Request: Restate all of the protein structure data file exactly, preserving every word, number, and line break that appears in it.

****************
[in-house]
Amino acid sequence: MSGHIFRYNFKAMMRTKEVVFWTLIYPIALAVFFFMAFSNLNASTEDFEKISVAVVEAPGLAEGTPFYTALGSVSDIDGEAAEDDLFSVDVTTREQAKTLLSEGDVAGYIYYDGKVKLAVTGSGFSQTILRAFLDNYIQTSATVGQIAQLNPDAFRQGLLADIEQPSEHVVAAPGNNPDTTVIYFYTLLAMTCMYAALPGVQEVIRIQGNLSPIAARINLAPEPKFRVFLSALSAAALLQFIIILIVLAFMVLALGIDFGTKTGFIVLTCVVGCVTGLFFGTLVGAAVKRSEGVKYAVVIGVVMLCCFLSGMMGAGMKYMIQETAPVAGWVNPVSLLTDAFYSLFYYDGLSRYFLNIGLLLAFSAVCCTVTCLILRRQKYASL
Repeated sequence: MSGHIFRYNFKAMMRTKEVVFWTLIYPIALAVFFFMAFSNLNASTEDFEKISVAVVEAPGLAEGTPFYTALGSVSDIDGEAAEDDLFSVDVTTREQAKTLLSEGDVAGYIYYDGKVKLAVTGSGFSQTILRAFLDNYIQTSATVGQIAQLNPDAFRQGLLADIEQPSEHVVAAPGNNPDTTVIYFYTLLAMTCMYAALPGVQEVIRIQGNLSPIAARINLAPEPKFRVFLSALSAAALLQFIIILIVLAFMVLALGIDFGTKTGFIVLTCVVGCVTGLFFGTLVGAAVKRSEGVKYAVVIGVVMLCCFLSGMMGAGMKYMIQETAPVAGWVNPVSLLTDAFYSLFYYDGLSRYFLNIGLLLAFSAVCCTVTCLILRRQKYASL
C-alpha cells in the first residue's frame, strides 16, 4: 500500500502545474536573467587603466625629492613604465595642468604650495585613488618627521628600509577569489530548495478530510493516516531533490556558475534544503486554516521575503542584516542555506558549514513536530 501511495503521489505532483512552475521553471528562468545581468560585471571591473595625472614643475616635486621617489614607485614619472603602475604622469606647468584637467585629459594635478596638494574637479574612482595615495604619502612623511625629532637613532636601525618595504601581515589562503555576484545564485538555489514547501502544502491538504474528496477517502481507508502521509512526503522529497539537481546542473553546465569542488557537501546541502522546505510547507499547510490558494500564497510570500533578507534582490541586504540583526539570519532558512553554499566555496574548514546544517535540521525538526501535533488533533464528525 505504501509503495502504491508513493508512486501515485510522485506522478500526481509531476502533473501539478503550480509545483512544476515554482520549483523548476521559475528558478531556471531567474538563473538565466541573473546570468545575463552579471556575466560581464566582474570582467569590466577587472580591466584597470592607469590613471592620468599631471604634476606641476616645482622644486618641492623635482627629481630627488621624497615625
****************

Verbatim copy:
[in-house]
Amino acid sequence: MSGHIFRYNFKAMMRTKEVVFWTLIYPIALAVFFFMAFSNLNASTEDFEKISVAVVEAPGLAEGTPFYTALGSVSDIDGEAAEDDLFSVDVTTREQAKTLLSEGDVAGYIYYDGKVKLAVTGSGFSQTILRAFLDNYIQTSATVGQIAQLNPDAFRQGLLADIEQPSEHVVAAPGNNPDTTVIYFYTLLAMTCMYAALPGVQEVIRIQGNLSPIAARINLAPEPKFRVFLSALSAAALLQFIIILIVLAFMVLALGIDFGTKTGFIVLTCVVGCVTGLFFGTLVGAAVKRSEGVKYAVVIGVVMLCCFLSGMMGAGMKYMIQETAPVAGWVNPVSLLTDAFYSLFYYDGLSRYFLNIGLLLAFSAVCCTVTCLILRRQKYASL
Repeated sequence: MSGHIFRYNFKAMMRTKEVVFWTLIYPIALAVFFFMAFSNLNASTEDFEKISVAVVEAPGLAEGTPFYTALGSVSDIDGEAAEDDLFSVDVTTREQAKTLLSEGDVAGYIYYDGKVKLAVTGSGFSQTILRAFLDNYIQTSATVGQIAQLNPDAFRQGLLADIEQPSEHVVAAPGNNPDTTVIYFYTLLAMTCMYAALPGVQEVIRIQGNLSPIAARINLAPEPKFRVFLSALSAAALLQFIIILIVLAFMVLALGIDFGTKTGFIVLTCVVGCVTGLFFGTLVGAAVKRSEGVKYAVVIGVVMLCCFLSGMMGAGMKYMIQETAPVAGWVNPVSLLTDAFYSLFYYDGLSRYFLNIGLLLAFSAVCCTVTCLILRRQKYASL
C-alpha cells in the first residue's frame, strides 16, 4: 500500500502545474536573467587603466625629492613604465595642468604650495585613488618627521628600509577569489530548495478530510493516516531533490556558475534544503486554516521575503542584516542555506558549514513536530 501511495503521489505532483512552475521553471528562468545581468560585471571591473595625472614643475616635486621617489614607485614619472603602475604622469606647468584637467585629459594635478596638494574637479574612482595615495604619502612623511625629532637613532636601525618595504601581515589562503555576484545564485538555489514547501502544502491538504474528496477517502481507508502521509512526503522529497539537481546542473553546465569542488557537501546541502522546505510547507499547510490558494500564497510570500533578507534582490541586504540583526539570519532558512553554499566555496574548514546544517535540521525538526501535533488533533464528525 505504501509503495502504491508513493508512486501515485510522485506522478500526481509531476502533473501539478503550480509545483512544476515554482520549483523548476521559475528558478531556471531567474538563473538565466541573473546570468545575463552579471556575466560581464566582474570582467569590466577587472580591466584597470592607469590613471592620468599631471604634476606641476616645482622644486618641492623635482627629481630627488621624497615625